After moving three times in four weeks, Henry and I are now settling into this tiny house on the edge of Twisp. The footprint of the living space is 204 square feet, but there is a fully functional kitchen and bathroom. It reminds me of a hobbit house, being partly dug into the hillside. The cat and I access the sleeping loft via ladder. Easier for him to go up than come down, but he does it. Sometimes he waits for a lift. We have been sleeping extremely well. For me, the constant chirping of crickets is soothing. I haven’t lived in a grassland for a long time, so there are crickets and new birds to watch. Henry does his share of watching and learning too. This morning three buck deer browsed their way up the slope toward the house. All three turned their heads to look toward an ancient gnarled apple tree. Soon the cat emerged from his hiding place where he had been growling at them. He is ferociously protective of his territory, so I was glad to see he had the sense to retreat from hooved creatures much larger than himself.
It’s a good thing to have this small quiet retreat. It reminds me of a cabin or lookout tower. Life is necessarily simple due to that 204 square feet. I’ve had to be thoughtful about what I bring into it. Food is important. Clothing for work and relaxation. A few books. A few art supplies. Bedding and towels. I’ve even started a small garden of vegetables, herbs, and flowers–a challenge to see how it will go in soil consisting of glacial outwash and cobbles. Other gardeners have told me about the infinite number of microclimates in the Methow Valley and I’m discovering a few of them firsthand.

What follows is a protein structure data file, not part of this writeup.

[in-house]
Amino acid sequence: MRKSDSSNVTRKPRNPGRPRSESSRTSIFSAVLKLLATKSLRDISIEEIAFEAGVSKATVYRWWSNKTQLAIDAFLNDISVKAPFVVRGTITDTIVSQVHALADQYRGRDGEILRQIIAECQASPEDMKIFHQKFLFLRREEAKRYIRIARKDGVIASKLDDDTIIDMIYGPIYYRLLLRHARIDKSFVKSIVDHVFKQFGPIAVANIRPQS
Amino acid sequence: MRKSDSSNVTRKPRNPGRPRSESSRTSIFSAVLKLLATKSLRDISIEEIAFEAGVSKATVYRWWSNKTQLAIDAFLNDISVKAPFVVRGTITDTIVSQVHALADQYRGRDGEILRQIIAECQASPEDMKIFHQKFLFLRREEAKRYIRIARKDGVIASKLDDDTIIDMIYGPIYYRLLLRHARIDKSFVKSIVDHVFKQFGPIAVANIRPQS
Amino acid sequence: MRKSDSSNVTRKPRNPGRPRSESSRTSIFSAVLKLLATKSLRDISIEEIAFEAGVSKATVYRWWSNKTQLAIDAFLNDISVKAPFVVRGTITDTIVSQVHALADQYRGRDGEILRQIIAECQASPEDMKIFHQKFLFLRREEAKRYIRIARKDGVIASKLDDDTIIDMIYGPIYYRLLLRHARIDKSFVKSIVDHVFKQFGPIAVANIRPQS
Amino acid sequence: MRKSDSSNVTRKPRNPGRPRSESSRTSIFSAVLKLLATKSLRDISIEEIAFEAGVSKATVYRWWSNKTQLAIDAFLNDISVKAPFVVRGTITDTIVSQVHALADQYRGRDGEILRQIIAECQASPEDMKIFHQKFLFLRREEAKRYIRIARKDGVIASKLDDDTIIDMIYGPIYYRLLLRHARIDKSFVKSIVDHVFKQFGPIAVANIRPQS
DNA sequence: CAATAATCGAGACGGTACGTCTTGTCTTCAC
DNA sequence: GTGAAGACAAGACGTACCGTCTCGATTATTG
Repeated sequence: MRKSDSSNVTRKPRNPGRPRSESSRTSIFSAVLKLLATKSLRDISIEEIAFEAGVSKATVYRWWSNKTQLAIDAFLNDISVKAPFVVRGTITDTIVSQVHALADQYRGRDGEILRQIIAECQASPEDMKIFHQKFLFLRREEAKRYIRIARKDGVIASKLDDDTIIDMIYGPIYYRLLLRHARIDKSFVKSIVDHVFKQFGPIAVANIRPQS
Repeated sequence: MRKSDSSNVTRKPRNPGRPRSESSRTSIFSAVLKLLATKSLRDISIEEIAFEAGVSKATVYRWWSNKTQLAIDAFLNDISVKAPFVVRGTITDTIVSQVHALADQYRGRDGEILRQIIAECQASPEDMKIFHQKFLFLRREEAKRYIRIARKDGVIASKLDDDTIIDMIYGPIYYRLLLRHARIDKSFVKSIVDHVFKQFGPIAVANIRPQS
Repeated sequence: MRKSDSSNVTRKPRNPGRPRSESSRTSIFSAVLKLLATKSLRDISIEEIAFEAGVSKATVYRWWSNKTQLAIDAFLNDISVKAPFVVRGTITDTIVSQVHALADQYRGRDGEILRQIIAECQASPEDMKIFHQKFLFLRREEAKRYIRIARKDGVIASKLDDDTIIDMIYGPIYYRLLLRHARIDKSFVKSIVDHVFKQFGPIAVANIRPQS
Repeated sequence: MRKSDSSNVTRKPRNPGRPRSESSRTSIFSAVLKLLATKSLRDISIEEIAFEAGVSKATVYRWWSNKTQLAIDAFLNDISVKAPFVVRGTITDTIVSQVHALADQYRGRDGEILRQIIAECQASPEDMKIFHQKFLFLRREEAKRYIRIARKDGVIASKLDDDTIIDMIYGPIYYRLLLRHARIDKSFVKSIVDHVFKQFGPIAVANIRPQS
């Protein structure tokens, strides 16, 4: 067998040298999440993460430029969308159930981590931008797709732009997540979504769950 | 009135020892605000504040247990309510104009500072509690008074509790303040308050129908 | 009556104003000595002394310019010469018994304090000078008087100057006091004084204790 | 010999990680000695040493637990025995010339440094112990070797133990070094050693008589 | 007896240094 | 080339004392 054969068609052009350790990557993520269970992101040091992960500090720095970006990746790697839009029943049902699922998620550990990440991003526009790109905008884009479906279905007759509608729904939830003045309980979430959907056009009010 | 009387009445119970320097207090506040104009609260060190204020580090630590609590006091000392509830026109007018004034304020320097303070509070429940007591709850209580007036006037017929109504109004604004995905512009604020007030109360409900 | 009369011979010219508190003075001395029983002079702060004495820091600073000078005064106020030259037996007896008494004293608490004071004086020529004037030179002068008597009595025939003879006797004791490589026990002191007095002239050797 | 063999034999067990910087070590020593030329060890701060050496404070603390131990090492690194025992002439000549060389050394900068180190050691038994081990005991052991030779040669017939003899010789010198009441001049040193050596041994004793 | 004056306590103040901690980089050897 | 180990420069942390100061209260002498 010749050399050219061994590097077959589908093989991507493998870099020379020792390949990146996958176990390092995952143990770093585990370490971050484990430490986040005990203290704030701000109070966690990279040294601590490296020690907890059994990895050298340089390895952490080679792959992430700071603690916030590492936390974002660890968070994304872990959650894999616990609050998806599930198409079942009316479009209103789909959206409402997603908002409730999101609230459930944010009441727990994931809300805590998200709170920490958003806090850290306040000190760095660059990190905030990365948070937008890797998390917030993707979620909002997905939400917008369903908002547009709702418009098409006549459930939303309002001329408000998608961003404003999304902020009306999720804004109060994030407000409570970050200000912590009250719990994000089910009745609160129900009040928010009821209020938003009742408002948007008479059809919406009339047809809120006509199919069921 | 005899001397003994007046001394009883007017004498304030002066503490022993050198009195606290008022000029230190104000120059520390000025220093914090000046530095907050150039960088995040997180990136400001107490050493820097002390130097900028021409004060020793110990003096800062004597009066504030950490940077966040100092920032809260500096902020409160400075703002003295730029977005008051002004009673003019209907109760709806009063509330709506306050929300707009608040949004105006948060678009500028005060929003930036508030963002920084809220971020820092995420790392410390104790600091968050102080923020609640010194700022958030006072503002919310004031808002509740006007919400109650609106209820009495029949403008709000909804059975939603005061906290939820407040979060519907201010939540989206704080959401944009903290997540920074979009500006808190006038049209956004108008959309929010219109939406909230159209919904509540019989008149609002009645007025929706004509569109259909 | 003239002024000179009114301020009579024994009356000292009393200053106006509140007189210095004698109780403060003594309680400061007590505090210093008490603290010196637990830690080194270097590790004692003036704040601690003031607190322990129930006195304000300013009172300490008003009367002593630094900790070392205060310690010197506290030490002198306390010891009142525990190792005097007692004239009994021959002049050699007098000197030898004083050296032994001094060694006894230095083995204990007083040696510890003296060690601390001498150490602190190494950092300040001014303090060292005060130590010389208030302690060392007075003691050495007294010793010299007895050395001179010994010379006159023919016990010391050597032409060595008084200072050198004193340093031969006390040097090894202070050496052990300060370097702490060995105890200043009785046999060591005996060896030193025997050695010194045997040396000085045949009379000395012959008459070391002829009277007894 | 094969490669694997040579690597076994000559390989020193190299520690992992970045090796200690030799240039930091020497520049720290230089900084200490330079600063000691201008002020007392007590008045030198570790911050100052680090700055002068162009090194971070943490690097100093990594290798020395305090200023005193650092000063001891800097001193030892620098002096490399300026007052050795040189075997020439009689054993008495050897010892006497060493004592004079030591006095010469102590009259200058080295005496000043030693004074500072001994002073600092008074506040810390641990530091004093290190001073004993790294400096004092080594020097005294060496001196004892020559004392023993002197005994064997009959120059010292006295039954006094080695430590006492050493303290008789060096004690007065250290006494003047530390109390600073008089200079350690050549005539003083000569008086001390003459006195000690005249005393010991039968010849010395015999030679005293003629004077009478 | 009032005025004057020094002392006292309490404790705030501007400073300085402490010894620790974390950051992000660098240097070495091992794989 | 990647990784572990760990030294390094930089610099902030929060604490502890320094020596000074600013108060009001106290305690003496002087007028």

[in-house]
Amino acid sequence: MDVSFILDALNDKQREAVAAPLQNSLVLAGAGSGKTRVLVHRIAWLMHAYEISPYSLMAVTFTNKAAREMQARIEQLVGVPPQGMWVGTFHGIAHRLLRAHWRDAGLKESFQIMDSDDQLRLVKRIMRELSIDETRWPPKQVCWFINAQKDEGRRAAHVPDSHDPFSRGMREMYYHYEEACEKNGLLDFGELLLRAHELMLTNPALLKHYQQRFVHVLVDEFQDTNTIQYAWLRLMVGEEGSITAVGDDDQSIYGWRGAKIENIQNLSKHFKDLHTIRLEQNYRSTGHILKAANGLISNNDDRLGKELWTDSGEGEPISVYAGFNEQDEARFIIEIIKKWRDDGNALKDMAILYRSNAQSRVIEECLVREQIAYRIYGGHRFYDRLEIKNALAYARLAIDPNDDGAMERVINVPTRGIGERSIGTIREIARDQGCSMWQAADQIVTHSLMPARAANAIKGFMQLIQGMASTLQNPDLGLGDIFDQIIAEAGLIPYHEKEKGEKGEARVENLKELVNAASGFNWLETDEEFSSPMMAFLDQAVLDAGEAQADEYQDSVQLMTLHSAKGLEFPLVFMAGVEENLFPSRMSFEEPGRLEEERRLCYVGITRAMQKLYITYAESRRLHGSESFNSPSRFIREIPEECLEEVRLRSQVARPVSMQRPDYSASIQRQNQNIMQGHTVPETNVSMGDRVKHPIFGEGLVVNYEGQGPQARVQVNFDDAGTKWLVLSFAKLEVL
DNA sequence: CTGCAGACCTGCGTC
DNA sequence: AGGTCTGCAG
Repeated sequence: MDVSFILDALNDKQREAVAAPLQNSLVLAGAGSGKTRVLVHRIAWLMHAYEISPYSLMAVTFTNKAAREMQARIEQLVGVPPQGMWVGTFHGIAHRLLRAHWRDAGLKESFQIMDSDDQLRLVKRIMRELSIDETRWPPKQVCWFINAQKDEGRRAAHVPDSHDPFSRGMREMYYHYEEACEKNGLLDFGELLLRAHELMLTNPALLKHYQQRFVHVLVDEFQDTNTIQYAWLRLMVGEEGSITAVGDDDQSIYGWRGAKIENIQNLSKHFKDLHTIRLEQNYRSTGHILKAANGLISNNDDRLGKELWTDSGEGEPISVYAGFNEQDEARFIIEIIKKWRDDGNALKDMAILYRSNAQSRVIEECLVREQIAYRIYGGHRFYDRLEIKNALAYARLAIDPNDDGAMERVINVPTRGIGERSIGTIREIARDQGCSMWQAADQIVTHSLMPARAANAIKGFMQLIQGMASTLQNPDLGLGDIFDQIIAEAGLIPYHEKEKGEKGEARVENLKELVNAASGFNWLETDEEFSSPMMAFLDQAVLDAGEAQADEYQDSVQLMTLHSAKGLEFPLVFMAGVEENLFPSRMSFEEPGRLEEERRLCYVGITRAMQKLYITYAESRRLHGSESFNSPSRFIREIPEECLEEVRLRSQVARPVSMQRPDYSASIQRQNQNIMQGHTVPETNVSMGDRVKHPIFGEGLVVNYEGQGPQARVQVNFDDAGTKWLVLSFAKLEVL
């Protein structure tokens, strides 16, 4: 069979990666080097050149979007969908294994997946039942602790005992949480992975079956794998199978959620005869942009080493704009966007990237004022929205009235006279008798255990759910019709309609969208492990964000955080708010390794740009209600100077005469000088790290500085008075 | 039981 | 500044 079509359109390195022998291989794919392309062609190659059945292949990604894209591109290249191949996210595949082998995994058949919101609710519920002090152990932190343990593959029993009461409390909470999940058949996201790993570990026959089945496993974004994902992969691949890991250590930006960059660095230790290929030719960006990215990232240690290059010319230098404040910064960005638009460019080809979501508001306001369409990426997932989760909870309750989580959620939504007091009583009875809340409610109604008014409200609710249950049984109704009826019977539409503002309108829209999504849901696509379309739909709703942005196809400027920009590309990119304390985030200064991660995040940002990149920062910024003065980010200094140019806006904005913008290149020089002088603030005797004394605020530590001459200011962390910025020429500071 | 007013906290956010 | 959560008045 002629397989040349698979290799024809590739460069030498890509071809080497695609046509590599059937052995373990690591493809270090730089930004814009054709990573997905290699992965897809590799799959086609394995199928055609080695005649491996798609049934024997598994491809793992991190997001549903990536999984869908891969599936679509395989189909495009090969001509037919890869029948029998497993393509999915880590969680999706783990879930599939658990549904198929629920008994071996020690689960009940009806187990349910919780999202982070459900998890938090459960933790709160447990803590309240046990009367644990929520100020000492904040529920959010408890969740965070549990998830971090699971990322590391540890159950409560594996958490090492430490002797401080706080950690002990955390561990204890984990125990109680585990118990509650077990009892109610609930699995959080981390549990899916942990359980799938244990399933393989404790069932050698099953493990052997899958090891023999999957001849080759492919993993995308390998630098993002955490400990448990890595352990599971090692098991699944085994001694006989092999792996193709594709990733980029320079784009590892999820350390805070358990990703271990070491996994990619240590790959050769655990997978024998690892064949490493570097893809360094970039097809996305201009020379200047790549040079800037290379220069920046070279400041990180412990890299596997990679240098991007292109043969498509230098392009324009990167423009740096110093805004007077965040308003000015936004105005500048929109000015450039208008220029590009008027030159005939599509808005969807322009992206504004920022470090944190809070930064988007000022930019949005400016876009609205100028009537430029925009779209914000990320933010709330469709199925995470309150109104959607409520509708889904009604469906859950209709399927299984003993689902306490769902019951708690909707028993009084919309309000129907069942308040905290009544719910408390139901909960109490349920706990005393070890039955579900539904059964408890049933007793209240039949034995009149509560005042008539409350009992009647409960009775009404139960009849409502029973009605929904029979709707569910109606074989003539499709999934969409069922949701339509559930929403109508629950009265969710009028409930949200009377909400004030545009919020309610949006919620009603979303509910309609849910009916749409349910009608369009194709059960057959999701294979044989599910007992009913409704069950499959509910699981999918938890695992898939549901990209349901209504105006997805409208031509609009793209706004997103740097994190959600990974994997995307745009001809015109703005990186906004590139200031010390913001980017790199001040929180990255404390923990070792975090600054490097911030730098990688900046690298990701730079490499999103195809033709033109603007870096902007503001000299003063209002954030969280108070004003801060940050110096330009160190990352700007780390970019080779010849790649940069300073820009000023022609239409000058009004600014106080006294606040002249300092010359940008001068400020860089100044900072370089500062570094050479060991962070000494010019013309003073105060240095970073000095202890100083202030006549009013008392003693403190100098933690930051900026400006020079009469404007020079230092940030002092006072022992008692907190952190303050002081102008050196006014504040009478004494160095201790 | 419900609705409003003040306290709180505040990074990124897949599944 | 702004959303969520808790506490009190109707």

A person doesn’t need much to live a comfortable life, especially in summer.
My job right now consists of a rapidly evolving list of things to do. It’s much like cutting brush–as soon as I prune one stem, three more sprout back. It would be overwhelming if I allowed it to be. There is always too much to do when another field season is getting underway. So I set priorities, often talking things through with colleagues. Accept that some things won’t get done. Soon there will be nothing to do but go out and work on trails. But for now, there is the phone and computer screen, maps to study, tools and supplies to order, training to coordinate. And always irrigation. That’s why going home to a tiny house where a gray cat awaits is so beneficial for my perspective.